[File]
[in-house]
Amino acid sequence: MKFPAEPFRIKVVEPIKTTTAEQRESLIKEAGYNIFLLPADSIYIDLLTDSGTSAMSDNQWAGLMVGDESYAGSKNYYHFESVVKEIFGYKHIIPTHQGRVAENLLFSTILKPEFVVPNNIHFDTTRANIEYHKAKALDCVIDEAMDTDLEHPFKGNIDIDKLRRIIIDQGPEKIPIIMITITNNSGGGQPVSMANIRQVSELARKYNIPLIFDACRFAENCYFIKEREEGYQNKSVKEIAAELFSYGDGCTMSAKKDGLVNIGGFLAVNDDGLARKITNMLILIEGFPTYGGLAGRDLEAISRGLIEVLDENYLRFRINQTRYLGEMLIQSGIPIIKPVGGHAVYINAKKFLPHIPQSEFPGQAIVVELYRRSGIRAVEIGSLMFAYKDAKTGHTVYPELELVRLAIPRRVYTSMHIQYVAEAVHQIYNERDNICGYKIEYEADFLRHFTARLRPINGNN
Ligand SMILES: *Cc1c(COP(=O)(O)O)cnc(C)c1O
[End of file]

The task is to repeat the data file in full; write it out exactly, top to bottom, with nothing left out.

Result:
[in-house]
Amino acid sequence: MKFPAEPFRIKVVEPIKTTTAEQRESLIKEAGYNIFLLPADSIYIDLLTDSGTSAMSDNQWAGLMVGDESYAGSKNYYHFESVVKEIFGYKHIIPTHQGRVAENLLFSTILKPEFVVPNNIHFDTTRANIEYHKAKALDCVIDEAMDTDLEHPFKGNIDIDKLRRIIIDQGPEKIPIIMITITNNSGGGQPVSMANIRQVSELARKYNIPLIFDACRFAENCYFIKEREEGYQNKSVKEIAAELFSYGDGCTMSAKKDGLVNIGGFLAVNDDGLARKITNMLILIEGFPTYGGLAGRDLEAISRGLIEVLDENYLRFRINQTRYLGEMLIQSGIPIIKPVGGHAVYINAKKFLPHIPQSEFPGQAIVVELYRRSGIRAVEIGSLMFAYKDAKTGHTVYPELELVRLAIPRRVYTSMHIQYVAEAVHQIYNERDNICGYKIEYEADFLRHFTARLRPINGNN
Ligand SMILES: *Cc1c(COP(=O)(O)O)cnc(C)c1O